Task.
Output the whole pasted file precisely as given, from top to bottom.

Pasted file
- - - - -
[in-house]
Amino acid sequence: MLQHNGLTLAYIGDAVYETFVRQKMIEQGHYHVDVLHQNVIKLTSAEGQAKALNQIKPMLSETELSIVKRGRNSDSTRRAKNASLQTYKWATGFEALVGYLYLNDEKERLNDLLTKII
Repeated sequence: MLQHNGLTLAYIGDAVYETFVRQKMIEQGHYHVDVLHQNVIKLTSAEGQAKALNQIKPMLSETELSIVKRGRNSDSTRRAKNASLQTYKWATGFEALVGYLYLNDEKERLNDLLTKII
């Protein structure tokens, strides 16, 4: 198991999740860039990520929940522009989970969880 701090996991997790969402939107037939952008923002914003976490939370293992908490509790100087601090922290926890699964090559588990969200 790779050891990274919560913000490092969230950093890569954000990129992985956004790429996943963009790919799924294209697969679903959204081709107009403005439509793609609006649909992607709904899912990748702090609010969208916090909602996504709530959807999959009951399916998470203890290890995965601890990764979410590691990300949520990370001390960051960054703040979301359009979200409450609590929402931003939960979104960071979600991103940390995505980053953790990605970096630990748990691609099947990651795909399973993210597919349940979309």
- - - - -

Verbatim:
[in-house]
Amino acid sequence: MLQHNGLTLAYIGDAVYETFVRQKMIEQGHYHVDVLHQNVIKLTSAEGQAKALNQIKPMLSETELSIVKRGRNSDSTRRAKNASLQTYKWATGFEALVGYLYLNDEKERLNDLLTKII
Repeated sequence: MLQHNGLTLAYIGDAVYETFVRQKMIEQGHYHVDVLHQNVIKLTSAEGQAKALNQIKPMLSETELSIVKRGRNSDSTRRAKNASLQTYKWATGFEALVGYLYLNDEKERLNDLLTKII
């Protein structure tokens, strides 16, 4: 198991999740860039990520929940522009989970969880 701090996991997790969402939107037939952008923002914003976490939370293992908490509790100087601090922290926890699964090559588990969200 790779050891990274919560913000490092969230950093890569954000990129992985956004790429996943963009790919799924294209697969679903959204081709107009403005439509793609609006649909992607709904899912990748702090609010969208916090909602996504709530959807999959009951399916998470203890290890995965601890990764979410590691990300949520990370001390960051960054703040979301359009979200409450609590929402931003939960979104960071979600991103940390995505980053953790990605970096630990748990691609099947990651795909399973993210597919349940979309």